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It's Like Déjà vu

You are walking through a park you have never visited before when a dog runs past, barking at a cluster of birds. You turn to see its owner smile and wave. Suddenly, you are overcome by the feeling that you have been here before—in this same park, with the same dog and birds, while the same owner is waving his arm in exactly the same way. By the time he lowers his arm, you realize the situation no longer fits quite so well with your fading recollection. You are sure once again that you have never been to this park. The familiarity is gone.

Déjà vu, French for "already seen," describes the peculiar feeling of having encountered an identical situation in the past, without knowing exactly when or where. The memory is most often attributed to a dream. The feeling lasts only a few seconds and is usually tied to an ordinary event. It may be a visual scene recalled in detail, or an uncanny knowledge of a new place. What is distinctive about déjà vu is not the situation itself but the feeling that accompanies it.

More than 70 percent of the population has experienced this phenomenon. Attempts to explain it range from past lives to repressed memories. Some people believe déjà vu is a form of precognition, the mysterious ability to know of an event before it happens. Scientists have linked déjà vu to neural disorders like schizophrenia and epilepsy, suggesting it could be a hiccup of the brain with no connection to the past.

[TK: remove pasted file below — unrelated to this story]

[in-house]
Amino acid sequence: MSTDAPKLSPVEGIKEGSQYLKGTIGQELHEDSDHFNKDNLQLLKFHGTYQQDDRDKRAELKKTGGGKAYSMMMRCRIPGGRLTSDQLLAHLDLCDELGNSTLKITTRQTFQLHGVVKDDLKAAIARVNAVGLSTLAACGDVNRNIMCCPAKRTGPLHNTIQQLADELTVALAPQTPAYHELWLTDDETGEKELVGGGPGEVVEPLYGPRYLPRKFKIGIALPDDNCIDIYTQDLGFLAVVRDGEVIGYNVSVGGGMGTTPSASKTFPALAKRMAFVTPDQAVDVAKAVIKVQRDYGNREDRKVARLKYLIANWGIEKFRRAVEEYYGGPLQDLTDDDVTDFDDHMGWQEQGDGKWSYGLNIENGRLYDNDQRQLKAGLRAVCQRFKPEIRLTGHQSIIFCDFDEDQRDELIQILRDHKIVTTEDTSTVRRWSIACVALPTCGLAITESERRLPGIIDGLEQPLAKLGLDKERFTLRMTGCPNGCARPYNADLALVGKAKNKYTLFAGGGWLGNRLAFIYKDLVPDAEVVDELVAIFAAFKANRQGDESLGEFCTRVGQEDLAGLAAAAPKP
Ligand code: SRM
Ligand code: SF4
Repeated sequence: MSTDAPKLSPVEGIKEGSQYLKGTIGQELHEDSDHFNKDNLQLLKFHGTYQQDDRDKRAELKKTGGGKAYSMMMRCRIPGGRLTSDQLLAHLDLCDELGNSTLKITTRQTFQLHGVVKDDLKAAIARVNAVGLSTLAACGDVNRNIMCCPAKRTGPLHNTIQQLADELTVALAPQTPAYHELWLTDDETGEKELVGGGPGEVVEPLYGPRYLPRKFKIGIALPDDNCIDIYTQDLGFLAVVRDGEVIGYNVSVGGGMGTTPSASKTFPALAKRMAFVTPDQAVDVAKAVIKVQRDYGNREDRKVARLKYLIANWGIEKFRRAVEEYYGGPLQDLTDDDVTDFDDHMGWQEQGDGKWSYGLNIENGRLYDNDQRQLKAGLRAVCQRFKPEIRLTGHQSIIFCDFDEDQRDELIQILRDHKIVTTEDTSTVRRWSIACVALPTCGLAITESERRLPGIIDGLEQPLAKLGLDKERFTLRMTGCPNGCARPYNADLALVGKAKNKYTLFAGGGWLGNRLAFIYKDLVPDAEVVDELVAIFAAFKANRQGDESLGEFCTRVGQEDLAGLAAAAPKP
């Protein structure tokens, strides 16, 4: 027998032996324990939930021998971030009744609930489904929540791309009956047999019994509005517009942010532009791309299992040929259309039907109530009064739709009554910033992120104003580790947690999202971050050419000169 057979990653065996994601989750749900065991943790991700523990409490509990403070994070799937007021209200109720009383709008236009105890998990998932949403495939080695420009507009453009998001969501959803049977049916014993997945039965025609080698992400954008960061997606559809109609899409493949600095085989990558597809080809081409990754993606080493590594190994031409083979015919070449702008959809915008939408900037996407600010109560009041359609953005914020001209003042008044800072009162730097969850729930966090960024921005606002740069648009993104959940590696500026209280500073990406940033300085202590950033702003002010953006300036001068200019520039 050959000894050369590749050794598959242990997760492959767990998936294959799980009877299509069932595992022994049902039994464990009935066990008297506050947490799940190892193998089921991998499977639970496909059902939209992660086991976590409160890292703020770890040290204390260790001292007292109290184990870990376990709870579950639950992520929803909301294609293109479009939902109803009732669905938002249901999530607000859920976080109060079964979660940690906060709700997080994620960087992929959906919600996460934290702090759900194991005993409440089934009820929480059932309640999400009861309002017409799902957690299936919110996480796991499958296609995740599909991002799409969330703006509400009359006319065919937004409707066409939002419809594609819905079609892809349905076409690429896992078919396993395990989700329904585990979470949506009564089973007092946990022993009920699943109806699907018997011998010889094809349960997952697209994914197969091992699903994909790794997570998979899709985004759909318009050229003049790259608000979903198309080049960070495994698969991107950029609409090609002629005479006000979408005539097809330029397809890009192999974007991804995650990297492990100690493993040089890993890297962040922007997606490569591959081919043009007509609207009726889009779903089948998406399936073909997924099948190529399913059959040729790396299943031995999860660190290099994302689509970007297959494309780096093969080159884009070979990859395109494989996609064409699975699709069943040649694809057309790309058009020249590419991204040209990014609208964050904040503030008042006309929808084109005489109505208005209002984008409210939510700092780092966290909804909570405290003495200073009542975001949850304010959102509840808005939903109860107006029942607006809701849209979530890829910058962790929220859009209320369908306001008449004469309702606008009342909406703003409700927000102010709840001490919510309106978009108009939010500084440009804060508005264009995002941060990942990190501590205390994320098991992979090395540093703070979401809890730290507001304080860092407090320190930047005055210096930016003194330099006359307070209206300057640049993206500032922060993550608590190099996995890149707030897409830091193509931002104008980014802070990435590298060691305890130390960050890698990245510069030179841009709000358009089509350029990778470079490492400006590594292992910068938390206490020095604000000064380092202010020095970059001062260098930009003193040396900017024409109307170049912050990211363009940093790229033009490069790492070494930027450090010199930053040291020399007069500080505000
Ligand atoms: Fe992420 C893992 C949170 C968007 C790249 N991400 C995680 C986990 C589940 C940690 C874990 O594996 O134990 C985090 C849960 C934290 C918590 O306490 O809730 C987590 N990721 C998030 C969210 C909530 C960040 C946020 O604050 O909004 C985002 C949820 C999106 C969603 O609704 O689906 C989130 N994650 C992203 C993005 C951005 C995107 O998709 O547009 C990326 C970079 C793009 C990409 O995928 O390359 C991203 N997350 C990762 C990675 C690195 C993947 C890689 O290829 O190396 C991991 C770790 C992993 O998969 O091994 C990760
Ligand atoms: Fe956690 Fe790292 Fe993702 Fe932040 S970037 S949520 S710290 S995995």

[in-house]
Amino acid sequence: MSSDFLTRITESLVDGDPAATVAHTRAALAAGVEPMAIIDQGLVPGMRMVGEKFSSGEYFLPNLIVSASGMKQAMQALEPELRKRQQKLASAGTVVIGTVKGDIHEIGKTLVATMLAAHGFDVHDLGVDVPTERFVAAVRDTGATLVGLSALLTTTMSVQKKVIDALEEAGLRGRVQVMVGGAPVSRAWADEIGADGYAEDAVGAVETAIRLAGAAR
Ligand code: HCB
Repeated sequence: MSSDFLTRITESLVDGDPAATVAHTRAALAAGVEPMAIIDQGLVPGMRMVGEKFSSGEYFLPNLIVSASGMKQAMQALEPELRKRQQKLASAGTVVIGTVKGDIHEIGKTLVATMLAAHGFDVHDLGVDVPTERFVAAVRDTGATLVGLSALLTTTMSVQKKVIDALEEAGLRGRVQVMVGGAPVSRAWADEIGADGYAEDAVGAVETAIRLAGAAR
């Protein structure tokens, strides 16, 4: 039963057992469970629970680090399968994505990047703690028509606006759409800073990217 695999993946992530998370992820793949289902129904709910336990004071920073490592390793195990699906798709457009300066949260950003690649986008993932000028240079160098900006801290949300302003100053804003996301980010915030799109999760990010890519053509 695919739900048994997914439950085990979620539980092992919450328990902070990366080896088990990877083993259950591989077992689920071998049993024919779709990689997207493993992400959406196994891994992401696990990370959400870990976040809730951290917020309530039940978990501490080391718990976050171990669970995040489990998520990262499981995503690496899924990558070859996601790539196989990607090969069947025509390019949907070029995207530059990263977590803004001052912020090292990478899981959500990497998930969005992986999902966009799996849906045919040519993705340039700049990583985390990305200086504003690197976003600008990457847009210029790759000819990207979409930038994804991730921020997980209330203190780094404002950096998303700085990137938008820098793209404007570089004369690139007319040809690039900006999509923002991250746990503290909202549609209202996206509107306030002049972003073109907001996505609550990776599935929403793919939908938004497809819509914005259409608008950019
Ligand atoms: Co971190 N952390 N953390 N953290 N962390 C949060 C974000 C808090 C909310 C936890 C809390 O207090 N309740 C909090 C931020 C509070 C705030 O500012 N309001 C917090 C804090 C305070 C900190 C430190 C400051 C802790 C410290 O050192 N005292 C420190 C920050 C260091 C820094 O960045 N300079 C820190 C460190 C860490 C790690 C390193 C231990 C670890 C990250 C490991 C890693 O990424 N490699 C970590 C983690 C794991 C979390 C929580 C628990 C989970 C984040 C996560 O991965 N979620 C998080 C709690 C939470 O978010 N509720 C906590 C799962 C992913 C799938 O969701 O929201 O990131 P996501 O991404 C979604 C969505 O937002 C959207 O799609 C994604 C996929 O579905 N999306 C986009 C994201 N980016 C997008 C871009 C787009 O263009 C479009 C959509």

Is déjà vu ordinary or extraordinary? The answer remains a mystery. But perhaps you've heard this all before...

     
  1.

Which of the following wouldn't be considered déjà vu?

       
    (A)

An overwhelming urge to do the same thing over and over again.

    (B) The feeling that you've been somewhere before.
    (C) An impression that you've already met someone at one time or another.
    (D) A sensation that you've had the same experience in the past.
       
  2. How do scientists attempt to explain déjà vu?
       
    (A) It's a sign of potential cancer.
    (B)

It can indicate a harmless problem in the brain.

    (C) It means that a person has gone totally crazy.
    (D) It results from brain damage or other injuries.
       
  3. The last line of the article is trying to suggest _____.
       
    (A) this article was never published before
    (B) you'll never fully understand déjà vu
    (C)

you've read this article at a time in the past

    (D) you can never make up for your past mistakes
       
      deja vu   The illusion of having already experienced something actually being experienced for the first time.
           
      uncanny   strange or mysterious; difficult or impossible to explain
           
      precognition   knowledge of a future event, especially when it is obtained by a direct message to the mind, such as in a dream, rather than by reason
           
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  Answers : 1) A    2) B    3) C
 
 
 
 
 

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